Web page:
English Poor Laws

When the Puritans settled in Massachusetts, they carried certain English laws and traditions along with them. In particular, the Puritans were enamored with the concept of the English “Poor Laws,” a series of statutes designed to allow the English elite to extract involuntary servitude from the poor.

Blackstone summarized the concept as follows:

Our laws . . . have in one instance made a wife provision for breeding up the rising generation; since the poor and laborious part of the community, when past the age of nurture, are taken out of the hands of their parents, by the statutes for apprenticing poor children; and are placed out by the public in such a manner, as may render their abilities, in their several stations, of the greatest advantage to the commonwealth. The rich indeed are left at their own option, whether they will breed up their children to be ornaments or disgraces to their family.

1 W. Blackstone, Commentaries on the Laws of England * 439.

Thus, English law permitted the King’s officials to take away the children of the poor, and conscript them into involuntary servitude for the benefit of the Kingdom. The notion was that wealthy landowners were entitled to enjoy more liberty than those who were poor or of minority heritage, for the latter were unworthy of self-determination.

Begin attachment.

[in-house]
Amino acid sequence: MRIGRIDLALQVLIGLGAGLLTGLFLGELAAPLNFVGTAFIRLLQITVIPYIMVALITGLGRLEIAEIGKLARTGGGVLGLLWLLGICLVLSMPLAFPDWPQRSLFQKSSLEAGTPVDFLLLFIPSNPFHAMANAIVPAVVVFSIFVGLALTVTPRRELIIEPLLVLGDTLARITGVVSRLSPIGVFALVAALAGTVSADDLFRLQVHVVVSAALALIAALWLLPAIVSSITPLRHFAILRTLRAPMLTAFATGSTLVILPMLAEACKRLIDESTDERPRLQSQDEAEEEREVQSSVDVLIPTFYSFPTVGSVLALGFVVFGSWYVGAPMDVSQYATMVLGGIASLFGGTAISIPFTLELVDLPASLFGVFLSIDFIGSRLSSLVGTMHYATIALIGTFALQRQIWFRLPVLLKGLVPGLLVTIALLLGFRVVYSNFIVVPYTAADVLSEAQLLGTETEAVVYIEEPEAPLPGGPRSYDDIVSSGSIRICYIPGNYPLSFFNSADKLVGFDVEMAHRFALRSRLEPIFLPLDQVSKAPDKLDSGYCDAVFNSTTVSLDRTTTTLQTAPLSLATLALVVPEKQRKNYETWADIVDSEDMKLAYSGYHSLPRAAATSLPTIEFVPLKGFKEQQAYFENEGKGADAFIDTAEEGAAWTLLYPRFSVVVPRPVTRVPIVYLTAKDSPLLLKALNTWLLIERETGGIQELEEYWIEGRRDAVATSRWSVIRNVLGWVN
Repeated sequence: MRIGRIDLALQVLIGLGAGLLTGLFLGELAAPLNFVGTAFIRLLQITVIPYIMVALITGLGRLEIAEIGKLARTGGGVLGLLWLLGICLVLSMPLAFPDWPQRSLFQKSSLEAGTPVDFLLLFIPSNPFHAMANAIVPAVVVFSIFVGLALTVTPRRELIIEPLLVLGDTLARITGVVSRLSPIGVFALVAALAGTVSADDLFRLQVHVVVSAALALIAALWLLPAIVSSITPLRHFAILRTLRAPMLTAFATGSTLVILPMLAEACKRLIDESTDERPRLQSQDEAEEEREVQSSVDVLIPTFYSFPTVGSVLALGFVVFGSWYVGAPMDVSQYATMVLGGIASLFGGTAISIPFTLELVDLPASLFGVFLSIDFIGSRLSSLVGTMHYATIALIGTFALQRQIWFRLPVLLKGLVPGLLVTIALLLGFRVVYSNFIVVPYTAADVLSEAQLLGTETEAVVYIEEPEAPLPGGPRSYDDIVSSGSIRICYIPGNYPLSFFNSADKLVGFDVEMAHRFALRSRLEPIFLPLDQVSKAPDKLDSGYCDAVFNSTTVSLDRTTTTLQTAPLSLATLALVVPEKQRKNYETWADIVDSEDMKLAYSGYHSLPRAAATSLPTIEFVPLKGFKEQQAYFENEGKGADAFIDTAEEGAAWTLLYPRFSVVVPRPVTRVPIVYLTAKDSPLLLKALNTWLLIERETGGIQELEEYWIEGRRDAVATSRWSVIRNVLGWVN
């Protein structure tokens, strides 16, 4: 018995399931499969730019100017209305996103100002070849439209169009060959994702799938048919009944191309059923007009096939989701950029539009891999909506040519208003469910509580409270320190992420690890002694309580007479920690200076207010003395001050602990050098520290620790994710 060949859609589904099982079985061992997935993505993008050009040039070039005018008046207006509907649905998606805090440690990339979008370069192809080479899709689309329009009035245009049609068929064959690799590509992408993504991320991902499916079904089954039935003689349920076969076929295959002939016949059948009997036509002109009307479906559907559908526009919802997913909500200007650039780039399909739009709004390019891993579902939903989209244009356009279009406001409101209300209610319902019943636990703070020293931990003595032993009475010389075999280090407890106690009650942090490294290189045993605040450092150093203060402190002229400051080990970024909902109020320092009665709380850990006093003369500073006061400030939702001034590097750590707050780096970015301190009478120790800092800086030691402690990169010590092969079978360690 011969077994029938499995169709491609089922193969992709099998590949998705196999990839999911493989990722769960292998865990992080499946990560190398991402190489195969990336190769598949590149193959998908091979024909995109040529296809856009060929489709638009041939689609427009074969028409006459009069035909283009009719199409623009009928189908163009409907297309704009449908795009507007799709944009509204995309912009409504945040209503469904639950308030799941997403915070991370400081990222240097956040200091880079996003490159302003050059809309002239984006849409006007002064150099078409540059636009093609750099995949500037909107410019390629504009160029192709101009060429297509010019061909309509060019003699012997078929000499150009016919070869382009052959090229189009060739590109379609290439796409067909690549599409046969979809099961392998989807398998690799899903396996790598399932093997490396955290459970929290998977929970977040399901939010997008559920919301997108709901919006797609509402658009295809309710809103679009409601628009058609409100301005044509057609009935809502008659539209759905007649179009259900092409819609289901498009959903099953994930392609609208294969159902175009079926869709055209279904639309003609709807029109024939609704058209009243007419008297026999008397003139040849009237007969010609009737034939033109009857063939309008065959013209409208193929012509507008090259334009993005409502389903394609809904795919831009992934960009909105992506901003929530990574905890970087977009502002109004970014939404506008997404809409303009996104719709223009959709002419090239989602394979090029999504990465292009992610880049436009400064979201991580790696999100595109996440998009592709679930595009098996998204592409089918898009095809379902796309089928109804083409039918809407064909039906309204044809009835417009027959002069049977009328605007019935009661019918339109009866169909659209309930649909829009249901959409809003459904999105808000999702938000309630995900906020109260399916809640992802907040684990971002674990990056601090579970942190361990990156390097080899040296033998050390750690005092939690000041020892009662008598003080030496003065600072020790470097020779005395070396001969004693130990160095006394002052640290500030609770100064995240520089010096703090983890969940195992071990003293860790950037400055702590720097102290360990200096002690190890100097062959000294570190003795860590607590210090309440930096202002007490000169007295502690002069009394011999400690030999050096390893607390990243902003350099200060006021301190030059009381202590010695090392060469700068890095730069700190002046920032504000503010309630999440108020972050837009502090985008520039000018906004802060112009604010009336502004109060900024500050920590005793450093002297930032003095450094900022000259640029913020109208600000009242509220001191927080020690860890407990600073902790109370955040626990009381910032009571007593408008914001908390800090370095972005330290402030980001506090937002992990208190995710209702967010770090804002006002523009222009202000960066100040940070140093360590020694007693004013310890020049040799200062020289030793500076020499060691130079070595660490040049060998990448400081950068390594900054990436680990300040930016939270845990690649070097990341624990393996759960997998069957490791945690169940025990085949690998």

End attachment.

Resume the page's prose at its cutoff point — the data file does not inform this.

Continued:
The English Poor Laws required mandatory apprenticeship for any child or adult who was poor and unemployed. They had no right to object to the compensation or the interference with their own child-rearing activities. If the poor refused to work, they were fined or imprisoned.

The Puritans carried on the English class-based notion of compulsory training, government control of the labor market, apprenticeship of children, and the differential treatment of people based upon ancestry. It was not a large leap from that legal philosophy to the eventual practices of compulsory attendance, state-based child welfare, abrogation of parental liberty, and eugenics.

Most of the Framers of the United States Constitution disliked the Massachusetts approach. As a youthful apprentice, Benjamin Franklin fled from Boston to Philadelphia, and spent the rest of his life criticizing Harvard and the Boston clergy. John Adams, Thomas Jefferson, James Madison, Alexander Hamilton, and John Jay criticized Plato’s notion of an ideal commonwealth, consisting of children raised by the community under the direction of philosopher-kings. The early American Congress enacted a Northwest Ordinance which operated to keep Massachusetts vices from spreading to the new territories.

Substantial progress really occurred, however, when the Reconstruction Amendments were added to the United States Constitution after the American Civil War. The Thirteenth Amendment, borrowing language directly from the Northwest Ordinance, forbade involuntary servitude. The Fourteenth Amendment prohibited states from depriving citizens of basic liberties, including the parental liberty that had so often been denied to African-American families on the auction-block. Other Amendments protected the right to vote, and dissolved the link between basic rights of citizenship and the ownership of property.